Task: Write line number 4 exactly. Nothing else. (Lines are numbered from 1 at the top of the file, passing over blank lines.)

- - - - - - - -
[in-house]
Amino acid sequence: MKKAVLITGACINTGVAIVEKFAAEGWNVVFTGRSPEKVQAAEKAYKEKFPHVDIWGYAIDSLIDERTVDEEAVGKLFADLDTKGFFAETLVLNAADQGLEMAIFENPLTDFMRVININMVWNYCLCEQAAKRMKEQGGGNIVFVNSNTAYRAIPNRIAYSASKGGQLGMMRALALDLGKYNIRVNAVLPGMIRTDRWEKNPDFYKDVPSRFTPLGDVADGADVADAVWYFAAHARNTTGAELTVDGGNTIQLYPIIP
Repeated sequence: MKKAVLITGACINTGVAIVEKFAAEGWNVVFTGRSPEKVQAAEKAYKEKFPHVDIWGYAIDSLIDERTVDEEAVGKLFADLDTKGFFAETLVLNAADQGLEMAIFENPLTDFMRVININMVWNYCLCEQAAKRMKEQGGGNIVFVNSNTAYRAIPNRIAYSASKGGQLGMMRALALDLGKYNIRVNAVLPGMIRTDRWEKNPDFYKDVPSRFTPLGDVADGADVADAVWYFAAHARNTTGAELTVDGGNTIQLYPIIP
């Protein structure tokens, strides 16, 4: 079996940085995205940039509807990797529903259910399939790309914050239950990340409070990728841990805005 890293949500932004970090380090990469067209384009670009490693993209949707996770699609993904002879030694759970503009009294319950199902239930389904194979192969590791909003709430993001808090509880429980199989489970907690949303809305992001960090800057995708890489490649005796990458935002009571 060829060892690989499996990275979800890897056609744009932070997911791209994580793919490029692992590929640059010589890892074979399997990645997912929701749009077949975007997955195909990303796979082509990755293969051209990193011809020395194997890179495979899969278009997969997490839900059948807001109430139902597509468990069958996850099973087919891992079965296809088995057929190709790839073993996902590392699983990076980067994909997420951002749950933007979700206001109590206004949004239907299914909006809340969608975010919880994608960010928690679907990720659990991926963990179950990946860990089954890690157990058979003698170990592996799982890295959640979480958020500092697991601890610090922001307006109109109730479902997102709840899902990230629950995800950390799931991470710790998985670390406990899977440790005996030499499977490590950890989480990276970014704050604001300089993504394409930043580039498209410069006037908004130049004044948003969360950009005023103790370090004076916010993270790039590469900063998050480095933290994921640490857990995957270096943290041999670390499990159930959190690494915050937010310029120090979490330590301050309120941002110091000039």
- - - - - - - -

């Protein structure tokens, strides 16, 4: 079996940085995205940039509807990797529903259910399939790309914050239950990340409070990728841990805005 890293949500932004970090380090990469067209384009670009490693993209949707996770699609993904002879030694759970503009009294319950199902239930389904194979192969590791909003709430993001808090509880429980199989489970907690949303809305992001960090800057995708890489490649005796990458935002009571 060829060892690989499996990275979800890897056609744009932070997911791209994580793919490029692992590929640059010589890892074979399997990645997912929701749009077949975007997955195909990303796979082509990755293969051209990193011809020395194997890179495979899969278009997969997490839900059948807001109430139902597509468990069958996850099973087919891992079965296809088995057929190709790839073993996902590392699983990076980067994909997420951002749950933007979700206001109590206004949004239907299914909006809340969608975010919880994608960010928690679907990720659990991926963990179950990946860990089954890690157990058979003698170990592996799982890295959640979480958020500092697991601890610090922001307006109109109730479902997102709840899902990230629950995800950390799931991470710790998985670390406990899977440790005996030499499977490590950890989480990276970014704050604001300089993504394409930043580039498209410069006037908004130049004044948003969360950009005023103790370090004076916010993270790039590469900063998050480095933290994921640490857990995957270096943290041999670390499990159930959190690494915050937010310029120090979490330590301050309120941002110091000039």